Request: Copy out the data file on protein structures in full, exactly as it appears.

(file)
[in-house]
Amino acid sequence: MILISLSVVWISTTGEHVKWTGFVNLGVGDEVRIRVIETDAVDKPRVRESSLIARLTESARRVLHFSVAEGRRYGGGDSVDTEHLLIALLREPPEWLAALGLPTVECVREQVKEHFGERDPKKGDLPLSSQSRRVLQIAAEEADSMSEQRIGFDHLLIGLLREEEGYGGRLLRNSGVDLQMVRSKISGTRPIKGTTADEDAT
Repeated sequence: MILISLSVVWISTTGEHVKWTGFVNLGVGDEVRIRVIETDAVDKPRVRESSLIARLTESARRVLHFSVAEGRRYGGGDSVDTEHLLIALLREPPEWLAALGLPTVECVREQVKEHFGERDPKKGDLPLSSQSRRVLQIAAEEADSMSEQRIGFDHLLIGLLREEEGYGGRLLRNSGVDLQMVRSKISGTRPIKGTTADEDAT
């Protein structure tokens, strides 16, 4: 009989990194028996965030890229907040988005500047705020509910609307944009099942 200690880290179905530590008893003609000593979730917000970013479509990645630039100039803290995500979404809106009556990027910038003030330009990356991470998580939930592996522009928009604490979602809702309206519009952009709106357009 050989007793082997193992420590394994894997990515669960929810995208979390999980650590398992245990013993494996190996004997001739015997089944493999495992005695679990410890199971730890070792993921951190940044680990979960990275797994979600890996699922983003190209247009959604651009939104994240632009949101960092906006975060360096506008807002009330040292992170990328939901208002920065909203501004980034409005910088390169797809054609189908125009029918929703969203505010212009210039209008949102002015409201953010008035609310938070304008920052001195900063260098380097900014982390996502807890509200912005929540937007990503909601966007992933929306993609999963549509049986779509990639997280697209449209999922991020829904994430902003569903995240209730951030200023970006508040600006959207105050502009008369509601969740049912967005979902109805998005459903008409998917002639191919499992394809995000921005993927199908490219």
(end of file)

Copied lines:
[in-house]
Amino acid sequence: MILISLSVVWISTTGEHVKWTGFVNLGVGDEVRIRVIETDAVDKPRVRESSLIARLTESARRVLHFSVAEGRRYGGGDSVDTEHLLIALLREPPEWLAALGLPTVECVREQVKEHFGERDPKKGDLPLSSQSRRVLQIAAEEADSMSEQRIGFDHLLIGLLREEEGYGGRLLRNSGVDLQMVRSKISGTRPIKGTTADEDAT
Repeated sequence: MILISLSVVWISTTGEHVKWTGFVNLGVGDEVRIRVIETDAVDKPRVRESSLIARLTESARRVLHFSVAEGRRYGGGDSVDTEHLLIALLREPPEWLAALGLPTVECVREQVKEHFGERDPKKGDLPLSSQSRRVLQIAAEEADSMSEQRIGFDHLLIGLLREEEGYGGRLLRNSGVDLQMVRSKISGTRPIKGTTADEDAT
């Protein structure tokens, strides 16, 4: 009989990194028996965030890229907040988005500047705020509910609307944009099942 200690880290179905530590008893003609000593979730917000970013479509990645630039100039803290995500979404809106009556990027910038003030330009990356991470998580939930592996522009928009604490979602809702309206519009952009709106357009 050989007793082997193992420590394994894997990515669960929810995208979390999980650590398992245990013993494996190996004997001739015997089944493999495992005695679990410890199971730890070792993921951190940044680990979960990275797994979600890996699922983003190209247009959604651009939104994240632009949101960092906006975060360096506008807002009330040292992170990328939901208002920065909203501004980034409005910088390169797809054609189908125009029918929703969203505010212009210039209008949102002015409201953010008035609310938070304008920052001195900063260098380097900014982390996502807890509200912005929540937007990503909601966007992933929306993609999963549509049986779509990639997280697209449209999922991020829904994430902003569903995240209730951030200023970006508040600006959207105050502009008369509601969740049912967005979902109805998005459903008409998917002639191919499992394809995000921005993927199908490219």